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03-30-2020, 09:07 AM

Vernon Elliott.


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03-30-2020, 09:08 AM

Quote:
Originally Posted by garczar View Post
If you played pool to eat you're were/are a pro. 'Pro' is a very ambiguous term that really means nothing in this game.
I get this too. But I mean those like Reyes, Earl, Neils, Orcollo, etc.... I'm talking about the players over time that never made it in the sense that they went into major tournaments and won money that way.

I'm talking about those players that aren't on the boards here or anywhere- Players from the past, maybe some you may have heard about that shot amazing pool.The players that Efren said were way better than him but never made it (which is pretty crazy to think about, given how amazing Efren has been, is)….
  
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03-30-2020, 09:09 AM

Ahahhahahaha
  
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jay helfert
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03-30-2020, 09:10 AM

The most successful "under the radar" player during my lifetime was Jack Cooney. He never showed his face at a pool tourney until he was in his 50's, and even then he did not play in the tournament proper. He only came to gamble! Jack won far more money than any of the "pro" players of his era. They were in awe of him and spoke often of his successful scores. How undercover was he? More than half of the pro players did not even know what he looked like. They only knew him by name.


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03-30-2020, 09:12 AM

Quote:
Originally Posted by deanoc View Post
harold worst
Worst was the best.


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jay helfert
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03-30-2020, 09:14 AM

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Originally Posted by Cuebuddy View Post
Bob Ogburn AKA Black Bart comes to mind of a player who stayed under the radar. He may of not been the best non pro, probably considered a pro by a few but he could shoot very strong at one time.
There were thousands like him, too many to remember.
Bob was at the top of the food chain among road men.


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philly
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03-30-2020, 09:14 AM

Quote:
Originally Posted by jay helfert View Post
The most successful "under the radar" player during my lifetime was Jack Cooney. He never showed his face at a pool tourney until he was in his 50's, and even then he did not play in the tournament proper. He only came to gamble! Jack won far more money than any of the "pro" players of his era. They were in awe of him and spoke often of his successful scores. How undercover was he? More than half of the pro players did not even know what he looked like. They only knew him by name.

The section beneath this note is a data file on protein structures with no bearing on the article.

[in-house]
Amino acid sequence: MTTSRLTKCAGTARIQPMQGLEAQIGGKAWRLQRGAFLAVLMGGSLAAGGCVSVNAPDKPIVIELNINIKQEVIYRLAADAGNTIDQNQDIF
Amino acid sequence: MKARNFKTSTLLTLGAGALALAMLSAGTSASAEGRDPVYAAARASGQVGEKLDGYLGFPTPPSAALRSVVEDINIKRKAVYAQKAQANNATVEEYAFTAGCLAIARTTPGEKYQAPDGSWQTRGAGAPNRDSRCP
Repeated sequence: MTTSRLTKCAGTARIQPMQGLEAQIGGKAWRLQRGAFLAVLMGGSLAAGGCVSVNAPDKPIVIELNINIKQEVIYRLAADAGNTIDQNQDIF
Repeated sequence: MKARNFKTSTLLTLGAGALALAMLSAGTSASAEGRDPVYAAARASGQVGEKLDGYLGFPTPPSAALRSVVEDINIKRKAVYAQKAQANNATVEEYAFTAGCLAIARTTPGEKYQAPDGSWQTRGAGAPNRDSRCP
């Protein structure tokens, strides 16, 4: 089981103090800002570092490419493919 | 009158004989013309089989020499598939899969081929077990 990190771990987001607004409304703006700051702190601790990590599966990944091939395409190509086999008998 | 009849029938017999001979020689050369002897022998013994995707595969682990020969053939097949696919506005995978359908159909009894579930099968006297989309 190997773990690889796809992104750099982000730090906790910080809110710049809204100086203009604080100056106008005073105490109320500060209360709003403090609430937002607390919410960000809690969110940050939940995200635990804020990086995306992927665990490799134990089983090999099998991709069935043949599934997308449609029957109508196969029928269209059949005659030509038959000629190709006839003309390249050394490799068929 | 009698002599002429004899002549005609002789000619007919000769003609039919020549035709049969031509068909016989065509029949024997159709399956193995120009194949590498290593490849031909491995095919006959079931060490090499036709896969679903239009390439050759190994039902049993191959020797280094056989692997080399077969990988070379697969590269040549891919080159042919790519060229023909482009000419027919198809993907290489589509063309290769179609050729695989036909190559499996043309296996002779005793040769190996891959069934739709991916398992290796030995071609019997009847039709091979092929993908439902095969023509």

Sure there's a lot of top notch players out there that would envy the times Cooney played in.
Video on social media has eliminated this type of player nowadays.


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03-30-2020, 09:16 AM

Quote:
Originally Posted by garczar View Post
What did he do for a living? I thought pool was it. Didn't he have a room or two in Mich? He was only 37 when he passed. What a record for such a young man.
he did own a chain of pool rooms in michigan
also this......you have to call him a pro
"Worst didn't start playing pocket billiards seriously until his early thirties, and he died soon thereafter. But in that short period of time, he managed to not only to beat the best pros, but to dominate and strike fear into them. In 1965, the last year of his life, while being severely ill and 70 to 80 pounds underweight, Worst still managed to retain the world three-cushion billiards title in Belgium, to win two major American all-round pocket billiards tournaments, and even to win an English snooker tournament! Worst is one of only five players, and the only one in the modern era, to have held world titles in three-cushion billiards and pocket billiards. And he is the only player to switch from three-cushion billiards to pocket billiards and win world championships in the latter. He also remains the youngest player to have won a world title in three-cushion billiards. "
  
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DarkPoseidon6
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03-30-2020, 09:21 AM

Quote:
Originally Posted by jay helfert View Post
The most successful "under the radar" player during my lifetime was Jack Cooney. He never showed his face at a pool tourney until he was in his 50's, and even then he did not play in the tournament proper. He only came to gamble! Jack won far more money than any of the "pro" players of his era. They were in awe of him and spoke often of his successful scores. How undercover was he? More than half of the pro players did not even know what he looked like. They only knew him by name.